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Farmers appeal to Iowa senators to stop JBS-TriOak Foods deal

Mark Moran

(Iowa News Service) An Iowa farm advocacy group wants the state's U.S. senators to oppose a deal to allow one of the world's largest pork processors to buy large parts of a southeast Iowa hog supplier, a deal which would expand so-called "factory farming" in the state.

Brazil-based JBS Foods Group has agreed to buy parts of TriOak Foods, one of the nation's largest pork suppliers. TriOak already sells its hogs to JBS, but this sale would further integrate the two, and consolidate an already shrinking number of producers.

Barb Kalbach, board member of Iowa Citizens for Community Improvement and a fourth-generation hog farmer, said consolidation is one more blow to small farmers and, in her view, the worst possible example of vertical integration. 

"They own the pig. Farmers raise the pigs then the pigs go to the JBS packing plant. Then JBS sells what they pack to retailers across the country, grocery stores," Kalbach outlined. "Starts with the baby pig and goes clear to the dinner table. They own it. And the more they own, the more they control."

The group wants Sen. Chuck Grassley, R-Iowa, and Sen. Joni Ernst, R-Iowa, to push to invoke the Packers and Stockyards Act, which was signed into law in 1921 to ensure effective competition and integrity in livestock, meat and poultry markets. Kalbach added her group has made the request in writing, but is concerned it will be ignored based on experience.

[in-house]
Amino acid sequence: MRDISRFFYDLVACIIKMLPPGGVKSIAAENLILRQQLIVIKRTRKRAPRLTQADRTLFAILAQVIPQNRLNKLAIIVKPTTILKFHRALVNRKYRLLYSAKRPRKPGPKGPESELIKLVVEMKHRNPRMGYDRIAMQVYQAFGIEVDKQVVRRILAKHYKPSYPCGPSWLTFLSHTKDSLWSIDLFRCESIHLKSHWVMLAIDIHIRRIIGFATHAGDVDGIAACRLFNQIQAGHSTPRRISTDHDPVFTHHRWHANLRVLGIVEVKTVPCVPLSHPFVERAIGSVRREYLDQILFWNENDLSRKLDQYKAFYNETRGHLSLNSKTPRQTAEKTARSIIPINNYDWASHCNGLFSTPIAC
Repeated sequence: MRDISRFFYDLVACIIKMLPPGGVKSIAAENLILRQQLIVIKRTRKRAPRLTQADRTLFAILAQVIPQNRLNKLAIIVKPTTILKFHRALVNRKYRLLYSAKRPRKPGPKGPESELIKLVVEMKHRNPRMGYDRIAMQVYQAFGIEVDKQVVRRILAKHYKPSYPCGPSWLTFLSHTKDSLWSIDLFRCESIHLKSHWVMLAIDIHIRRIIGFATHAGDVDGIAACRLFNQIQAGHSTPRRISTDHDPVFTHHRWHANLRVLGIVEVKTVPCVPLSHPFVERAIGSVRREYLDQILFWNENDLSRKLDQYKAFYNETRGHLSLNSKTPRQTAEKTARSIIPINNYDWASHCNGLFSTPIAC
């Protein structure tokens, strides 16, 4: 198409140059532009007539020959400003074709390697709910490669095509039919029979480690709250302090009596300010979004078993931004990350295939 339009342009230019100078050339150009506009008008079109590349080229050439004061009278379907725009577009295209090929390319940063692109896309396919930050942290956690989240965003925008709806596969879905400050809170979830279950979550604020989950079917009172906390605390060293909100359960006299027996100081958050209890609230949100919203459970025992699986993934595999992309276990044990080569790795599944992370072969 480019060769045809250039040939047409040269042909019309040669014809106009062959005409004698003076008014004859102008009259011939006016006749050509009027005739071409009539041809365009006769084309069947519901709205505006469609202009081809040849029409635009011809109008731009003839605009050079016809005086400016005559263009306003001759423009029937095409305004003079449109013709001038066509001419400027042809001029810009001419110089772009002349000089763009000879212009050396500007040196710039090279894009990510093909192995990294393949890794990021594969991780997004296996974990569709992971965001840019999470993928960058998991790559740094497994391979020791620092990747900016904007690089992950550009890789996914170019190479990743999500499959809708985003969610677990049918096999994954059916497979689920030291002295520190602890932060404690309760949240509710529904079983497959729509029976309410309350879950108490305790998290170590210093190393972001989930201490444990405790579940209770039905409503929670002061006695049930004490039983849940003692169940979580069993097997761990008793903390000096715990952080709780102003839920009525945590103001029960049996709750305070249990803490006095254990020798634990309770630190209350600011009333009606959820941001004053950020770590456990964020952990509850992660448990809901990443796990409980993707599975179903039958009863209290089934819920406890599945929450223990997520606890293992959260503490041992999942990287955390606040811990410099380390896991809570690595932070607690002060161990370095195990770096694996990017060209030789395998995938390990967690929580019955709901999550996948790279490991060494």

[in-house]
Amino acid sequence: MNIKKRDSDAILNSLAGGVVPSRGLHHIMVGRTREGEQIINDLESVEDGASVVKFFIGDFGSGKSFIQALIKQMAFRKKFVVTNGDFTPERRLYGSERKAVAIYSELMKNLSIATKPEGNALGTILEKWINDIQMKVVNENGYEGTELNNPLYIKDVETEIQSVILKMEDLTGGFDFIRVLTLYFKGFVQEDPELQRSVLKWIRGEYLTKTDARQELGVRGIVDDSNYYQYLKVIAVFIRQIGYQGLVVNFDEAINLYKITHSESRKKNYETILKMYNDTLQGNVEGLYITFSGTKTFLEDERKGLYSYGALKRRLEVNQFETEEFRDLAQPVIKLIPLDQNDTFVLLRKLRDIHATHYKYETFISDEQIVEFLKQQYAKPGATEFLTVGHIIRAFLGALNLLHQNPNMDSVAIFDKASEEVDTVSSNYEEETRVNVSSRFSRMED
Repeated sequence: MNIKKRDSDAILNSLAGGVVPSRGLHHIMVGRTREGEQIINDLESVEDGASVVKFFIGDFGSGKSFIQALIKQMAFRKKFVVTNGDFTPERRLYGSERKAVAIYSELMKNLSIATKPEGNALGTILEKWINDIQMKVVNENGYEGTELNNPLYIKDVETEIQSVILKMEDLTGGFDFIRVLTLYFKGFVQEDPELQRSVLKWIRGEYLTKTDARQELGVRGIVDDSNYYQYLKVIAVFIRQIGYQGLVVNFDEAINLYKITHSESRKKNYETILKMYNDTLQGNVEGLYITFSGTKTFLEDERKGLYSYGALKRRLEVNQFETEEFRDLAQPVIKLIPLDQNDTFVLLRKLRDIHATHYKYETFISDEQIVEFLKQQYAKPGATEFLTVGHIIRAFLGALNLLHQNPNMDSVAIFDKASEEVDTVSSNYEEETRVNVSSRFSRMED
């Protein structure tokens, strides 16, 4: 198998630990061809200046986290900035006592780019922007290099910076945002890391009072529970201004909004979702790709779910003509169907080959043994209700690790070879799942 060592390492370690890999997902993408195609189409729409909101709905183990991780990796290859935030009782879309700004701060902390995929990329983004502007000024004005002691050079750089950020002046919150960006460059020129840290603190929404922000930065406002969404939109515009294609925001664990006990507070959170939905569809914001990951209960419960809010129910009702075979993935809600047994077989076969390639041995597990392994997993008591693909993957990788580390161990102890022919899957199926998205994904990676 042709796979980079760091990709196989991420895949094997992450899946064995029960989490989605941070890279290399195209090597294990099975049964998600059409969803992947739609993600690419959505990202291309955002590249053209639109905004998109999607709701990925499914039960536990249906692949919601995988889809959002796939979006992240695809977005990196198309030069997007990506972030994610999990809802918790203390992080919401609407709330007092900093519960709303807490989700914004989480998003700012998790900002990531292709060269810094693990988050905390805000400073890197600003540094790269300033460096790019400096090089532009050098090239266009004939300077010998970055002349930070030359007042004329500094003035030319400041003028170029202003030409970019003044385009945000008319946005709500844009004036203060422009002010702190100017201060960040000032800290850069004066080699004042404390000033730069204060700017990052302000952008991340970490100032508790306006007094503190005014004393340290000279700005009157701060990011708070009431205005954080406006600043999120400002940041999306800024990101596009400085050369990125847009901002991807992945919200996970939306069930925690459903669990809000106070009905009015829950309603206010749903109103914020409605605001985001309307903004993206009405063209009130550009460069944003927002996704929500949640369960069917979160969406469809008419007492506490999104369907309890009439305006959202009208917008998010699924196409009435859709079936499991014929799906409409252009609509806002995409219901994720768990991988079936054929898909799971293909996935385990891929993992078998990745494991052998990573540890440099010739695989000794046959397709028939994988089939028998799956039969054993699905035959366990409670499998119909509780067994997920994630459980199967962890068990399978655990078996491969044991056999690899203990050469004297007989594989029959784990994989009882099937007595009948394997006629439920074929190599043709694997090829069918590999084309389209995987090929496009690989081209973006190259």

Between JBS and China-owned Smithfield farms, half of the overall beef and pork operations in the United States are foreign-owned, which Kalbach feels is not only anticompetitive, but anti-American. She pointed out the trend is not slowing down, and has been going in what she calls the "wrong direction" for the better part of 40 years.

"I think that should make people nervous," Kalbach remarked. "I don't know. Not only does it destroy individual markets for small farmers or family farmers, but it is also behind the 'emptying out' of rural Iowa, rural America."

Meatpacking companies contended deals like these allow them to become more efficient and gives them more control over the health and safety of the animals they produce and sell.